Believe it or not, the women of Titletown High exist beyond the relief of their male counterparts

Although "Titletown High" stars Morgan Miller, Zoey Watson, and Lenley Scott-Gross — via their relationships with (respectively) Amari Jones and Grayson Leavy — provided viewers with more than a little off-the-field drama, it appears that in the months since, all three young women have moved on with their lives. 

Amari's strong-willed girlfriend, cheerleader-gymnast Morgan Miller, was presented as the kind of woman that media outlets revel in referring to as "feisty." Her tumultuous relationship with Jones ultimately served to highlight the bond that they shared with their teammate and friend Jacarrius Peak, who stepped in to help them sort out their issues. Miller was often framed as the Yoko Ono to the Beatles that were The Wildcats, but it appears, based on her Instagram, that since her split with Jones, the talented high school athlete is doing just fine.

As for the two young women sophomores Grayson Leavy juggled for the first half of the series, both appear to be living their own dang lives to the fullest. Watson was presented as the literal "girl-next-door," long-time friend, and former girlfriend of Grayson, while Scott-Gross filled the role of the new girlfriend and "pretty, uptown party girl." Scott-Gross grew tired of being led-on halfway through the series, and to the surprise of absolutely no one, Leavy and Watson rekindled their former romance after she chose to isolate with him during a Covid scare. The triangle had the makings of an early Taylor Swift song, but if Scott-Gross and Watson's social medias are to be believed, both women are doing just fine outside of Leavy's orbit. As Scott-Gross says in the series finale — demonstrating a wisdom beyond her years — "I don't care...I'm moving on with my life." 

Coach Rush Propst is still being Coach Rush Propst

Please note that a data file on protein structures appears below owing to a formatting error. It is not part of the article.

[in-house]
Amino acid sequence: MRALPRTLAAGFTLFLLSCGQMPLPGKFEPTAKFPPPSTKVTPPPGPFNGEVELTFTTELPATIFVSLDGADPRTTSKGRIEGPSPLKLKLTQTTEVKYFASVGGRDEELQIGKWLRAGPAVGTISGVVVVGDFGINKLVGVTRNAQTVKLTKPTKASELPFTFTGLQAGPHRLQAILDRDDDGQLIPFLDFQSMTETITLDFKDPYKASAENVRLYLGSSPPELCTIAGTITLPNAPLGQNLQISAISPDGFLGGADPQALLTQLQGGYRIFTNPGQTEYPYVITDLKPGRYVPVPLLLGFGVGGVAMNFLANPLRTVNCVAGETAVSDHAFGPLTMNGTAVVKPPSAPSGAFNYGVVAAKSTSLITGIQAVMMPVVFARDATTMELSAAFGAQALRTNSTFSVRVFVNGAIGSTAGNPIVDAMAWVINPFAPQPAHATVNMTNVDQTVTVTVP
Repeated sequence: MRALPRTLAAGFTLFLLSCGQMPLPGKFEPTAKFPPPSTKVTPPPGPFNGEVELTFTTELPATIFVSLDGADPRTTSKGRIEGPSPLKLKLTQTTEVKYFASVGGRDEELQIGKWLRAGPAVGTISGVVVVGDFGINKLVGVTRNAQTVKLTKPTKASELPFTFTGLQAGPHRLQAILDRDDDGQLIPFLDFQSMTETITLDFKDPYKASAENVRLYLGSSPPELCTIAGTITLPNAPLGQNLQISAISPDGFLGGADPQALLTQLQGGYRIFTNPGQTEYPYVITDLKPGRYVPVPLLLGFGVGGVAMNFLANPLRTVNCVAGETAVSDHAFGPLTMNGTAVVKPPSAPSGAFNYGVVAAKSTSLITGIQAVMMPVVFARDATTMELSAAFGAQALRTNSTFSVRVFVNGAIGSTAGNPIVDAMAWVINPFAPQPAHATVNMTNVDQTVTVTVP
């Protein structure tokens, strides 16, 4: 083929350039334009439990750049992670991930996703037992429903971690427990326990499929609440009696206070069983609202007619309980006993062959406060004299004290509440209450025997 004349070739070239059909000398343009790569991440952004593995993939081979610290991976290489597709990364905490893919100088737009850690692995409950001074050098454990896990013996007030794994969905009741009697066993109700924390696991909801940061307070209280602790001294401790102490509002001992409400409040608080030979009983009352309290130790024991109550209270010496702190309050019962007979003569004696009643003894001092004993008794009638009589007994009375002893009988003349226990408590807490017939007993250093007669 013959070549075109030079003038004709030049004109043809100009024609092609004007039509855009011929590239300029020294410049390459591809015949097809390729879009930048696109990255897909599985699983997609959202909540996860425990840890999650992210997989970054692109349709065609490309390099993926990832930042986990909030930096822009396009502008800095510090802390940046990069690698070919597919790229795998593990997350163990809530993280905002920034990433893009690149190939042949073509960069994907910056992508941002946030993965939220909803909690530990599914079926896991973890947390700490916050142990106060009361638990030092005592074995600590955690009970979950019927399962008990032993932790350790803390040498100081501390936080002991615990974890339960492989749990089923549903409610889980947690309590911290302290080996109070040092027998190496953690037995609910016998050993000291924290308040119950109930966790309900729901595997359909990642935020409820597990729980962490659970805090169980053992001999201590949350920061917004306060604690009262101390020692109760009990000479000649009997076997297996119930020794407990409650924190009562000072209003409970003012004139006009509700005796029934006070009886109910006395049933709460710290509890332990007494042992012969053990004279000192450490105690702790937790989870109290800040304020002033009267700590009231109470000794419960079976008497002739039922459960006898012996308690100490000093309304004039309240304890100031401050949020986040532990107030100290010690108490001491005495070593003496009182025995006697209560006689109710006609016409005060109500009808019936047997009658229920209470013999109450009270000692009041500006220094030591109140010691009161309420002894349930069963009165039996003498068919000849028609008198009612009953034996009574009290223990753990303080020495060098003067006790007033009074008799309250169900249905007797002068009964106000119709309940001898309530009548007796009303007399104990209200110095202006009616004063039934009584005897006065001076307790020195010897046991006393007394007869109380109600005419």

Not only was Coach Rush Propst the most controversial figure in "Titletown High," he was also at the heart of Sciaviccoth's interest in creating the show. "When you take Rush Propst and you take the tradition that is Valdosta," the creator told Entertainment Weekly, "it was just like, 'We've got to do a series." (via Entertainment Tonight) Propst had also appeared in Sciaviccoth's "Two-a-Days" on MTV, so the creator was no stranger to the coach's prior scandals. In other words, that Propst would imbue the series with added drama and controversy wasn't just assumed — it was counted on — and boy did Propst deliver on that promise. 

Following a leaked conversation in which the Valdosta head coach discussed what's known in the world of high school and collegiate athletics as "funny money," ESPN reported that "the Georgia High School Association levied a $7,500 fine against Valdosta High School, ordered the Wildcats to forfeit seven victories from the 2020 football season, banned the team from playing in the postseason in 2021 and declared a handful of players ineligible for next season." The outlet goes on to report that according to one sworn deposition, "Propst was seeking $850 per month to pay expenses for quarterback Amari Jones, who relocated to Valdosta from the Atlanta area." 

Propst was ultimately placed on administrative leave after just one season at Valdosta for attempting to stack the school's team with players whose presence and eligibility he was endeavoring to pay for using illegal funds.  At present, the no-stranger-to-scandal coach is still under investigation, but according to a recent article published in The Atlanta Journal Constitution, "the former coach stands a chance of getting his job back."